March 11, 2011
What a week it's been in the land of storage...
Consolidation continues at rapid pace this week with two big announcements. A hell of a week or week in hell--depending, of course, on which side of the consolidation you sit.
The week opened up with a big bang with Western Digital's swift acquistion of Hitachi Global Storage Technologies in a cash and stock deal valued at about $4.3B. Although a major exchange, it is fair to say that this came as no surprise to the industry or customers... "Finally someone has purchased this Hitachi Company." The resulting company will retain the Western Digital (WD) name and remain headquartered in Irvine, California.
WD’s market HDD share saw a big boost. The top vendors according to iSuppl, prior to this, were WD 31%, Seagate 29%, Hitachi 17%, Toshiba/Fujitsu 11% and Samsung 10%. Clearly this potentially gives WD a huge leap in market share, almost 50%. They have become the big dog in the HDD market, leaving everyone else choking on their dust. It will be interesting to see how this impact pricing over the next few months.
Everyone wins here, as prices for enterprise and consumer products are likely to shift downward before any stabilization.
The other really big news is that NetApp is buying LSI’s external storage systems business for $480M in cash, it is expected to close in couple months.
This divestiture of the external storage systems business will result in LSI becoming a pure-play semiconductor company and reportedly improve their profitability – sounds like the storage unit was a real dog.
NetApp will take over all the assets of the LSI external storage systems business, which develops and delivers Engenio, a bandwidth intensive storage play--nothing that unique or different necessarily, but it's part of a product line NetApp doesn't have and maybe they can step up the food chain in the Isilon and BlueArc camps, increasing their addressable market and generate higher revenues.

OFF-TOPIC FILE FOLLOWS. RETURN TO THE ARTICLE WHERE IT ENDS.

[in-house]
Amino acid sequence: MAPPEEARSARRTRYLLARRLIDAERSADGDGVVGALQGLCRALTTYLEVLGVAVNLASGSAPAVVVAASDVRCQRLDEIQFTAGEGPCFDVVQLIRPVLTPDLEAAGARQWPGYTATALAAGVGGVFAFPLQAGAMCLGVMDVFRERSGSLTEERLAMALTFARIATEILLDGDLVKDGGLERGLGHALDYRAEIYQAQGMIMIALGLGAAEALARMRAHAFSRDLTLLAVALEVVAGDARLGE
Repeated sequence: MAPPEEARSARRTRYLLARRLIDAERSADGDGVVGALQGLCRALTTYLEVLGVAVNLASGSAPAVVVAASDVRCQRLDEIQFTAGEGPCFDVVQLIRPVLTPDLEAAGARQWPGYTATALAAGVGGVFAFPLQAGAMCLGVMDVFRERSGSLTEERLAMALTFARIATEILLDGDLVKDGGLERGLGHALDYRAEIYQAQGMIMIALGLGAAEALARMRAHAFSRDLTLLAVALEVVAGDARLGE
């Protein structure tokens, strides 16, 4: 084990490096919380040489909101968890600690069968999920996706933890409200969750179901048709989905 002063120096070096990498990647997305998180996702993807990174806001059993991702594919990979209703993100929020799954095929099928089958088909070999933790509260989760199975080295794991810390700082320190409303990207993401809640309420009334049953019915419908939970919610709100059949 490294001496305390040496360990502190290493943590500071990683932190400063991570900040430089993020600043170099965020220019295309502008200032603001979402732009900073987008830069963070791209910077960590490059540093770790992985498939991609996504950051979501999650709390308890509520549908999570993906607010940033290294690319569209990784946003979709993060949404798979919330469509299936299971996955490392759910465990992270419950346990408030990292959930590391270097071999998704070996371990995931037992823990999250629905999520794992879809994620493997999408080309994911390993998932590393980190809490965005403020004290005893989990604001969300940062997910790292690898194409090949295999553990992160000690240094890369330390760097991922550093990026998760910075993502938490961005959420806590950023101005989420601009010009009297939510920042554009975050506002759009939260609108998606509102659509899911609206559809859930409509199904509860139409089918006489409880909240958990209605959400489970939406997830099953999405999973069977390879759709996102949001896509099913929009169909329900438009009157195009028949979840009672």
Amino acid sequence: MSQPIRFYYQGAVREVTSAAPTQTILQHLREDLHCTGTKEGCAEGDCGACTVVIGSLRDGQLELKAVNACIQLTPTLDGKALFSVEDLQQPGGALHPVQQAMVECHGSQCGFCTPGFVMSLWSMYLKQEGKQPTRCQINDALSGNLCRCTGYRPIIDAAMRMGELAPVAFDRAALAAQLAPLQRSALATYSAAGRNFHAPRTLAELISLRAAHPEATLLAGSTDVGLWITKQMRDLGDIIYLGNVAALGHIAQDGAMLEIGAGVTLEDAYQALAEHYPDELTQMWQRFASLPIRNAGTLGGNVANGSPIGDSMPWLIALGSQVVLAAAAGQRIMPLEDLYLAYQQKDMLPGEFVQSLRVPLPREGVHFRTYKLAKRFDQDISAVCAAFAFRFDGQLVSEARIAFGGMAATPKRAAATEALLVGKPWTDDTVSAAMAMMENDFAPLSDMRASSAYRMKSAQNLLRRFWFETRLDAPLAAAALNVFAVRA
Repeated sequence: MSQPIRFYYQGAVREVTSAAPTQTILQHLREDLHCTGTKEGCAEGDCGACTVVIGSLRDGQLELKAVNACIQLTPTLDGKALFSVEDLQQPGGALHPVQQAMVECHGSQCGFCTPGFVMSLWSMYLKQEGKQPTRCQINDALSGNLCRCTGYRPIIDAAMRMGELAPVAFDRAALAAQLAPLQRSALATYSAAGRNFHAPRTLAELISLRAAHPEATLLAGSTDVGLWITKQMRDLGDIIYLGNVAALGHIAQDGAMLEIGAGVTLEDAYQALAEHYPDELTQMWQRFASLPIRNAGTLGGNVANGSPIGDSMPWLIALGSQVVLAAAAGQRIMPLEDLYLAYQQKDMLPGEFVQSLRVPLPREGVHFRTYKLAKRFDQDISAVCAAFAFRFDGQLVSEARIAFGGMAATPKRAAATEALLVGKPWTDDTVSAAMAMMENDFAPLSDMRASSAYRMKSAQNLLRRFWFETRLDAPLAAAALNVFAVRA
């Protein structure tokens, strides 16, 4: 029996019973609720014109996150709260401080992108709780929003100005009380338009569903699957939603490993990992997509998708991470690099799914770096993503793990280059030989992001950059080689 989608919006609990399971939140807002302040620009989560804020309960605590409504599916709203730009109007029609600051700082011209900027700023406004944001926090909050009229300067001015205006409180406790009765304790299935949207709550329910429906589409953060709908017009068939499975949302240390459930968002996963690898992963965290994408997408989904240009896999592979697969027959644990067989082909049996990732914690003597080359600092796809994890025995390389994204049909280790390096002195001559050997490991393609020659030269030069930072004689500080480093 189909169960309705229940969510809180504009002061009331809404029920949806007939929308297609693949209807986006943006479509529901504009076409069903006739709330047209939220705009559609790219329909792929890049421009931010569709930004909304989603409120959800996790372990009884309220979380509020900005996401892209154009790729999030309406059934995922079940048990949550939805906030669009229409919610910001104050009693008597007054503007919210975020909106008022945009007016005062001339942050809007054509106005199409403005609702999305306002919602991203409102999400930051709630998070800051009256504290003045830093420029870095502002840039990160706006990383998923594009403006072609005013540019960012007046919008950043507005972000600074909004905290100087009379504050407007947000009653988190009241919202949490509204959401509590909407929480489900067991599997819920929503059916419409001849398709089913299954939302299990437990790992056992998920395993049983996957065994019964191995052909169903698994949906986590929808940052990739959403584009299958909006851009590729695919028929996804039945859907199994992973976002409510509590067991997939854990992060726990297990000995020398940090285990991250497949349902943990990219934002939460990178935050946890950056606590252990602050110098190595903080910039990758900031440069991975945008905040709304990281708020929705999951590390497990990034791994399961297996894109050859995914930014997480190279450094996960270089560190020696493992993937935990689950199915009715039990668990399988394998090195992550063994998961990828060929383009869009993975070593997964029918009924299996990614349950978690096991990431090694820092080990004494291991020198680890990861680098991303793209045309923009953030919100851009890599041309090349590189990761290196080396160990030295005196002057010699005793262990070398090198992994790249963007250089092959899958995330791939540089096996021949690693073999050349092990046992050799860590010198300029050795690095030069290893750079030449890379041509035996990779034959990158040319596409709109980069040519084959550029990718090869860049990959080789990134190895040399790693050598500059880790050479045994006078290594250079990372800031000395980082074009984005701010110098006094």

This past few months in storage land has also seen Dell, EMC and HP gobbling up storage companies. Dell acquired enterprise data storage solutions provider Compellent Technologies Inc. EMC Corporation acquired storage systems vendor Isilon Systems Inc. Last September, Hewlett-Packard completed the acquisition of 3Par Inc.
Just in case you were wondering or questioning--storage is still a hot market. Nothing is thrown away; it just keeps doubling in one itself every 18 months or so. The market is moving toward more and more cloud offerings and the nirvana of real storage virtualization.
But that’s not all the news from this past week. Mid-week saw the announcement by Fusion-io that it has filed for an initial public offering. Again nothing new here. Even the idea of Flash and solid-state storage is not new, it has been around since late 1970s early 80’s, remember Cray X-MP SSD or the Texas Memory System with TI computers for Seismic processing in the 80s. Texas Memory System is still chugging away today.
The SEC filing indicates that Fusion-io is losing money, surprise surprise. Generated a meager $58.2 million in revenue for the six months ended Dec. 31, with a net loss was $8.2 million. Apparently “ineffective management of our inventory levels could adversely affect our operating results.”
However, Flash based storage solutions are hot a topic with lots of solutions. The speed and bandwidth of CPU, memory, and networks, all major building block for datacenters, are increasing 2x or more every year or so. Disc performance is lagging behind creating an IO bottleneck and slowing down performance and throughput.
Several start-ups, such as Violin Memory Inc. and Virident Systems Inc., both have innovative solutions to this problem and are pounding on the Fusion installed base and many of the same prospect.
As a closing note:- LSI also has a Flash base product line. Wonder what will happen to that going forward.
If you live and breathe storage then strap yourself in tight--You’re in for fast and bumpy ride – to the moon, Alice!
Posted by Steve Campbell - March 11, 2011 @ 8:36 AM, Pacific Standard Time
An HPC industry consultant and cloud evangelist, Steve Campbell is a seasoned senior HPC executive.
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